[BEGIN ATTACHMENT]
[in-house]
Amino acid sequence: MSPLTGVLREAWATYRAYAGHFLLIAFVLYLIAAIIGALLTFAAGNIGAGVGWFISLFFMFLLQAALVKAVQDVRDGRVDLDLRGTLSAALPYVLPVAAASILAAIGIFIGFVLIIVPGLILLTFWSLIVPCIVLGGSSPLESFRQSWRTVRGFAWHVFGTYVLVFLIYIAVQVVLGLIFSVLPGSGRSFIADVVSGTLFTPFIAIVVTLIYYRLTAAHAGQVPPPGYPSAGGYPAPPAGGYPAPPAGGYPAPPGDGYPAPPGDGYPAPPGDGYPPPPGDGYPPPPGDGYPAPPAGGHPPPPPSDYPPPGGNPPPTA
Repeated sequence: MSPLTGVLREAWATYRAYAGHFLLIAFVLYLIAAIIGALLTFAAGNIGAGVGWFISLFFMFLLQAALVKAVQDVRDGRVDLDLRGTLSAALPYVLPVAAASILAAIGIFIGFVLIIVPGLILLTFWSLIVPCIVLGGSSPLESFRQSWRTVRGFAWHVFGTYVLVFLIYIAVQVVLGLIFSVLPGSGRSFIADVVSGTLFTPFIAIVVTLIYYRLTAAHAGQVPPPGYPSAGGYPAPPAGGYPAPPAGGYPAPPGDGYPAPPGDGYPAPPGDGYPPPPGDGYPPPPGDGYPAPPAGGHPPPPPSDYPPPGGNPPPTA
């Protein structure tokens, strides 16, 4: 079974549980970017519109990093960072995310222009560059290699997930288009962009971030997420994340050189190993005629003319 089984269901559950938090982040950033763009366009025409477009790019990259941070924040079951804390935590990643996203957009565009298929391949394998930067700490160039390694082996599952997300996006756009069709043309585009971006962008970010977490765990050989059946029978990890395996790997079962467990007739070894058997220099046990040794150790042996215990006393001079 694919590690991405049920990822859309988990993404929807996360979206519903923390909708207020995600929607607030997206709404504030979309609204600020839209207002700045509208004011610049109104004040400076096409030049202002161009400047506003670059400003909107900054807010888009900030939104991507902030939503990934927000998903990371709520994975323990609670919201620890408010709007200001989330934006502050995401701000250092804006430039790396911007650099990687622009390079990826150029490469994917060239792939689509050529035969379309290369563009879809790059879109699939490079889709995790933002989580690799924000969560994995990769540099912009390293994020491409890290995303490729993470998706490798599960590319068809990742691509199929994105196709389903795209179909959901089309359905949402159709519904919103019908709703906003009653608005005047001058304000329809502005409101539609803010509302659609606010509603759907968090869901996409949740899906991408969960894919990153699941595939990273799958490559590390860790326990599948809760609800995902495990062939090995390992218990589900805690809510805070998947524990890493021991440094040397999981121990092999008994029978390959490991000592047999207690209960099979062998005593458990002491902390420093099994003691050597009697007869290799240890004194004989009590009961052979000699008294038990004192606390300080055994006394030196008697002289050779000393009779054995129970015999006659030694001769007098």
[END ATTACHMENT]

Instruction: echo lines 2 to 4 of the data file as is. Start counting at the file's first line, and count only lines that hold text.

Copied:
Amino acid sequence: MSPLTGVLREAWATYRAYAGHFLLIAFVLYLIAAIIGALLTFAAGNIGAGVGWFISLFFMFLLQAALVKAVQDVRDGRVDLDLRGTLSAALPYVLPVAAASILAAIGIFIGFVLIIVPGLILLTFWSLIVPCIVLGGSSPLESFRQSWRTVRGFAWHVFGTYVLVFLIYIAVQVVLGLIFSVLPGSGRSFIADVVSGTLFTPFIAIVVTLIYYRLTAAHAGQVPPPGYPSAGGYPAPPAGGYPAPPAGGYPAPPGDGYPAPPGDGYPAPPGDGYPPPPGDGYPPPPGDGYPAPPAGGHPPPPPSDYPPPGGNPPPTA
Repeated sequence: MSPLTGVLREAWATYRAYAGHFLLIAFVLYLIAAIIGALLTFAAGNIGAGVGWFISLFFMFLLQAALVKAVQDVRDGRVDLDLRGTLSAALPYVLPVAAASILAAIGIFIGFVLIIVPGLILLTFWSLIVPCIVLGGSSPLESFRQSWRTVRGFAWHVFGTYVLVFLIYIAVQVVLGLIFSVLPGSGRSFIADVVSGTLFTPFIAIVVTLIYYRLTAAHAGQVPPPGYPSAGGYPAPPAGGYPAPPAGGYPAPPGDGYPAPPGDGYPAPPGDGYPPPPGDGYPPPPGDGYPAPPAGGHPPPPPSDYPPPGGNPPPTA
């Protein structure tokens, strides 16, 4: 079974549980970017519109990093960072995310222009560059290699997930288009962009971030997420994340050189190993005629003319 089984269901559950938090982040950033763009366009025409477009790019990259941070924040079951804390935590990643996203957009565009298929391949394998930067700490160039390694082996599952997300996006756009069709043309585009971006962008970010977490765990050989059946029978990890395996790997079962467990007739070894058997220099046990040794150790042996215990006393001079 694919590690991405049920990822859309988990993404929807996360979206519903923390909708207020995600929607607030997206709404504030979309609204600020839209207002700045509208004011610049109104004040400076096409030049202002161009400047506003670059400003909107900054807010888009900030939104991507902030939503990934927000998903990371709520994975323990609670919201620890408010709007200001989330934006502050995401701000250092804006430039790396911007650099990687622009390079990826150029490469994917060239792939689509050529035969379309290369563009879809790059879109699939490079889709995790933002989580690799924000969560994995990769540099912009390293994020491409890290995303490729993470998706490798599960590319068809990742691509199929994105196709389903795209179909959901089309359905949402159709519904919103019908709703906003009653608005005047001058304000329809502005409101539609803010509302659609606010509603759907968090869901996409949740899906991408969960894919990153699941595939990273799958490559590390860790326990599948809760609800995902495990062939090995390992218990589900805690809510805070998947524990890493021991440094040397999981121990092999008994029978390959490991000592047999207690209960099979062998005593458990002491902390420093099994003691050597009697007869290799240890004194004989009590009961052979000699008294038990004192606390300080055994006394030196008697002289050779000393009779054995129970015999006659030694001769007098």